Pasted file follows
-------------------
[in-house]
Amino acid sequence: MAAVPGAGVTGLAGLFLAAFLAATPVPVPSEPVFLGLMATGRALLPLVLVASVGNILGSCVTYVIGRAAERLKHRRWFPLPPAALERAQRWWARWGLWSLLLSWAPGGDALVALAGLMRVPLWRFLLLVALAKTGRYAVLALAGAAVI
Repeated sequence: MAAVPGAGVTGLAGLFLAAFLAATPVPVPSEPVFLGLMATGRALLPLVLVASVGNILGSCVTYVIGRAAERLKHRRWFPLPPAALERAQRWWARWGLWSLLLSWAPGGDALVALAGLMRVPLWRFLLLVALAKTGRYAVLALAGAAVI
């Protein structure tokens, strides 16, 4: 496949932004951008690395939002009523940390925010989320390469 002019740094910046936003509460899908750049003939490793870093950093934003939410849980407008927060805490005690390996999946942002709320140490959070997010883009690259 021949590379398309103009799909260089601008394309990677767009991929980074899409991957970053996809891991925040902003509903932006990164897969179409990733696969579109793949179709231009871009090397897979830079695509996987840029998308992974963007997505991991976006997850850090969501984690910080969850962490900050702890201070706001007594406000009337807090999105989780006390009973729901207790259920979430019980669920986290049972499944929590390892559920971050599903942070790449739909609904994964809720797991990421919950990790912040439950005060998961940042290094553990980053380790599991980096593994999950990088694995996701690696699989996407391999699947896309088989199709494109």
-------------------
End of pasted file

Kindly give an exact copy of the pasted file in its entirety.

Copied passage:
[in-house]
Amino acid sequence: MAAVPGAGVTGLAGLFLAAFLAATPVPVPSEPVFLGLMATGRALLPLVLVASVGNILGSCVTYVIGRAAERLKHRRWFPLPPAALERAQRWWARWGLWSLLLSWAPGGDALVALAGLMRVPLWRFLLLVALAKTGRYAVLALAGAAVI
Repeated sequence: MAAVPGAGVTGLAGLFLAAFLAATPVPVPSEPVFLGLMATGRALLPLVLVASVGNILGSCVTYVIGRAAERLKHRRWFPLPPAALERAQRWWARWGLWSLLLSWAPGGDALVALAGLMRVPLWRFLLLVALAKTGRYAVLALAGAAVI
């Protein structure tokens, strides 16, 4: 496949932004951008690395939002009523940390925010989320390469 002019740094910046936003509460899908750049003939490793870093950093934003939410849980407008927060805490005690390996999946942002709320140490959070997010883009690259 021949590379398309103009799909260089601008394309990677767009991929980074899409991957970053996809891991925040902003509903932006990164897969179409990733696969579109793949179709231009871009090397897979830079695509996987840029998308992974963007997505991991976006997850850090969501984690910080969850962490900050702890201070706001007594406000009337807090999105989780006390009973729901207790259920979430019980669920986290049972499944929590390892559920971050599903942070790449739909609904994964809720797991990421919950990790912040439950005060998961940042290094553990980053380790599991980096593994999950990088694995996701690696699989996407391999699947896309088989199709494109």